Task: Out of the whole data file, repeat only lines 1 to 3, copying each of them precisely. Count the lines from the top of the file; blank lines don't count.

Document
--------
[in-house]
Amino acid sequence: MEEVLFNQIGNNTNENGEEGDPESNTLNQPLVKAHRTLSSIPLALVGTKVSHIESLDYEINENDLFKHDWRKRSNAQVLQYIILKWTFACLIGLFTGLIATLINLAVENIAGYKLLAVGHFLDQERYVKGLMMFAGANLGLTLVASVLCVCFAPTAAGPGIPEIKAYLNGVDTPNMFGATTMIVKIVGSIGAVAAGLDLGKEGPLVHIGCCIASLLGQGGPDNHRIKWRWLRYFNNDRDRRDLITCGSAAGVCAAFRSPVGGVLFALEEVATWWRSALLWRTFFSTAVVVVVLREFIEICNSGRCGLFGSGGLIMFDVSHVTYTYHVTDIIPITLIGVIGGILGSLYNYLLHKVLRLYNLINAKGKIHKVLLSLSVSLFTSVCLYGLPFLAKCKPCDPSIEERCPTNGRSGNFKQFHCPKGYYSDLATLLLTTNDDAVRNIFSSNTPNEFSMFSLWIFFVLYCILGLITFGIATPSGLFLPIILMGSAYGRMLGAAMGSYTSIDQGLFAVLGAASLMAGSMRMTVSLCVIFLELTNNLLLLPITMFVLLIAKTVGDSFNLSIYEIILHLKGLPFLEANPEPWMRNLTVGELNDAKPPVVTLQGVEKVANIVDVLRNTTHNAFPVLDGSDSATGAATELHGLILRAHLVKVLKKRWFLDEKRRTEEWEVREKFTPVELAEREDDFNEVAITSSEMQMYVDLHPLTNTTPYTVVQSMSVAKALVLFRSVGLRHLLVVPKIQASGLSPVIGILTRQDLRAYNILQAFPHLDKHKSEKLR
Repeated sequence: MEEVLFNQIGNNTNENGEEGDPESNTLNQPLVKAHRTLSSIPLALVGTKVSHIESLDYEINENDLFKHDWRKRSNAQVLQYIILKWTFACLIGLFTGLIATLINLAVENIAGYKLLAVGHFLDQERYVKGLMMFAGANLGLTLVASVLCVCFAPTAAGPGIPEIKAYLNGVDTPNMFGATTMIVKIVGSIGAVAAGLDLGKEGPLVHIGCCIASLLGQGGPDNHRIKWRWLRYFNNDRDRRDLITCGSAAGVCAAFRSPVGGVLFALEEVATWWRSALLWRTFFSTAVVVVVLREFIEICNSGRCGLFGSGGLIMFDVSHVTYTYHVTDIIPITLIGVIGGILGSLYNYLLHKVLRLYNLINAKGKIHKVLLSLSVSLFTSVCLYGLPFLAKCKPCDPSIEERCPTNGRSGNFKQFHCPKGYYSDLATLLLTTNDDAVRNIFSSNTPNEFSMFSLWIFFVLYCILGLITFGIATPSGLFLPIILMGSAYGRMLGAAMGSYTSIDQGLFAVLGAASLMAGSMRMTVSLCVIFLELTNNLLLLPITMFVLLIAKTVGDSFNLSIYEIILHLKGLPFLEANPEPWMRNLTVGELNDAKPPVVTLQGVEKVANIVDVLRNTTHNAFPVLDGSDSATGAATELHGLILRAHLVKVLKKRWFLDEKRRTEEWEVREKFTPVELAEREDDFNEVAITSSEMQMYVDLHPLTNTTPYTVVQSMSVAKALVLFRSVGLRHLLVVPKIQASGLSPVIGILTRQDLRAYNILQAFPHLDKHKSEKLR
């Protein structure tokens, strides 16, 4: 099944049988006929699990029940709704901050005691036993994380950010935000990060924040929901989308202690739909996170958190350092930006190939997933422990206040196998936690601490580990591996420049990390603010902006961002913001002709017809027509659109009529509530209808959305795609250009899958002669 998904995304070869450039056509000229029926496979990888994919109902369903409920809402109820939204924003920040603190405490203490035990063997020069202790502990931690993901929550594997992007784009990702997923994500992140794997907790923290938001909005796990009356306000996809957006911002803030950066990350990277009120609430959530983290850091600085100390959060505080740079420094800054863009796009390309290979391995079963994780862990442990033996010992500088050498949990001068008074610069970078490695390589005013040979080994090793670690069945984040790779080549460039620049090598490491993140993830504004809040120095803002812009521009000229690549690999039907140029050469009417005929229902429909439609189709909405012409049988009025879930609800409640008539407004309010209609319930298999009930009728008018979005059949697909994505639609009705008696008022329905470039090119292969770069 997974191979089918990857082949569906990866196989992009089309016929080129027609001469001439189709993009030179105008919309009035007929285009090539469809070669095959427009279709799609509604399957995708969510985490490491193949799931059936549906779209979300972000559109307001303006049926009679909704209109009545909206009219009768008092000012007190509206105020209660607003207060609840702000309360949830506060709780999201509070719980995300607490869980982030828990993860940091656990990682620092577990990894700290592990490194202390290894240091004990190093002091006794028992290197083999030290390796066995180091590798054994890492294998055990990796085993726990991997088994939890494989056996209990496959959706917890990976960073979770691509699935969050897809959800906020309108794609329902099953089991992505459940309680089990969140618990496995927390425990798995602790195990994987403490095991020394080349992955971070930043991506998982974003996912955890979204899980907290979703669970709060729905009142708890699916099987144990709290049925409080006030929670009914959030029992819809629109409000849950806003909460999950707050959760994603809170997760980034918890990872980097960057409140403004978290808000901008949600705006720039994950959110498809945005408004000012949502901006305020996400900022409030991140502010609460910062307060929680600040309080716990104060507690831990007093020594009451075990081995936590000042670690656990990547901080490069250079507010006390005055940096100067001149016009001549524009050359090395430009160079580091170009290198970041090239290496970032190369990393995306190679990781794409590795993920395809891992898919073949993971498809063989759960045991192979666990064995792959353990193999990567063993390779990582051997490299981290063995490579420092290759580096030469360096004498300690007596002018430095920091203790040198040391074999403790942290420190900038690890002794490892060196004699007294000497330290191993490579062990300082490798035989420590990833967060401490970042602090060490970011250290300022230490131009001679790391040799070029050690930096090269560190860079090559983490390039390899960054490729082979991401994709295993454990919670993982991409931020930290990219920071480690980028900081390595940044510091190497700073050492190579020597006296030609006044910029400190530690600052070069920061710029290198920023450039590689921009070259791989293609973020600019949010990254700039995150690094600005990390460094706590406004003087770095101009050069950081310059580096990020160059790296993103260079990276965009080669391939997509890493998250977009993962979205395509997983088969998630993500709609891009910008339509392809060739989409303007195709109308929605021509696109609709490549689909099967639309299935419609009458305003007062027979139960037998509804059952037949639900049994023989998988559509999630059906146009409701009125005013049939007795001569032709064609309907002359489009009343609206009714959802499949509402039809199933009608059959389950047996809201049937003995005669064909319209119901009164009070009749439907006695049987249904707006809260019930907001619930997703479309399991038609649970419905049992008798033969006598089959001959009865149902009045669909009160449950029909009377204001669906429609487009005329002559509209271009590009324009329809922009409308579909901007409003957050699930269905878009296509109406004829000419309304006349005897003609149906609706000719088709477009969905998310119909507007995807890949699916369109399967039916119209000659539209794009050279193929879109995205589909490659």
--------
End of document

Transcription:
[in-house]
Amino acid sequence: MEEVLFNQIGNNTNENGEEGDPESNTLNQPLVKAHRTLSSIPLALVGTKVSHIESLDYEINENDLFKHDWRKRSNAQVLQYIILKWTFACLIGLFTGLIATLINLAVENIAGYKLLAVGHFLDQERYVKGLMMFAGANLGLTLVASVLCVCFAPTAAGPGIPEIKAYLNGVDTPNMFGATTMIVKIVGSIGAVAAGLDLGKEGPLVHIGCCIASLLGQGGPDNHRIKWRWLRYFNNDRDRRDLITCGSAAGVCAAFRSPVGGVLFALEEVATWWRSALLWRTFFSTAVVVVVLREFIEICNSGRCGLFGSGGLIMFDVSHVTYTYHVTDIIPITLIGVIGGILGSLYNYLLHKVLRLYNLINAKGKIHKVLLSLSVSLFTSVCLYGLPFLAKCKPCDPSIEERCPTNGRSGNFKQFHCPKGYYSDLATLLLTTNDDAVRNIFSSNTPNEFSMFSLWIFFVLYCILGLITFGIATPSGLFLPIILMGSAYGRMLGAAMGSYTSIDQGLFAVLGAASLMAGSMRMTVSLCVIFLELTNNLLLLPITMFVLLIAKTVGDSFNLSIYEIILHLKGLPFLEANPEPWMRNLTVGELNDAKPPVVTLQGVEKVANIVDVLRNTTHNAFPVLDGSDSATGAATELHGLILRAHLVKVLKKRWFLDEKRRTEEWEVREKFTPVELAEREDDFNEVAITSSEMQMYVDLHPLTNTTPYTVVQSMSVAKALVLFRSVGLRHLLVVPKIQASGLSPVIGILTRQDLRAYNILQAFPHLDKHKSEKLR
Repeated sequence: MEEVLFNQIGNNTNENGEEGDPESNTLNQPLVKAHRTLSSIPLALVGTKVSHIESLDYEINENDLFKHDWRKRSNAQVLQYIILKWTFACLIGLFTGLIATLINLAVENIAGYKLLAVGHFLDQERYVKGLMMFAGANLGLTLVASVLCVCFAPTAAGPGIPEIKAYLNGVDTPNMFGATTMIVKIVGSIGAVAAGLDLGKEGPLVHIGCCIASLLGQGGPDNHRIKWRWLRYFNNDRDRRDLITCGSAAGVCAAFRSPVGGVLFALEEVATWWRSALLWRTFFSTAVVVVVLREFIEICNSGRCGLFGSGGLIMFDVSHVTYTYHVTDIIPITLIGVIGGILGSLYNYLLHKVLRLYNLINAKGKIHKVLLSLSVSLFTSVCLYGLPFLAKCKPCDPSIEERCPTNGRSGNFKQFHCPKGYYSDLATLLLTTNDDAVRNIFSSNTPNEFSMFSLWIFFVLYCILGLITFGIATPSGLFLPIILMGSAYGRMLGAAMGSYTSIDQGLFAVLGAASLMAGSMRMTVSLCVIFLELTNNLLLLPITMFVLLIAKTVGDSFNLSIYEIILHLKGLPFLEANPEPWMRNLTVGELNDAKPPVVTLQGVEKVANIVDVLRNTTHNAFPVLDGSDSATGAATELHGLILRAHLVKVLKKRWFLDEKRRTEEWEVREKFTPVELAEREDDFNEVAITSSEMQMYVDLHPLTNTTPYTVVQSMSVAKALVLFRSVGLRHLLVVPKIQASGLSPVIGILTRQDLRAYNILQAFPHLDKHKSEKLR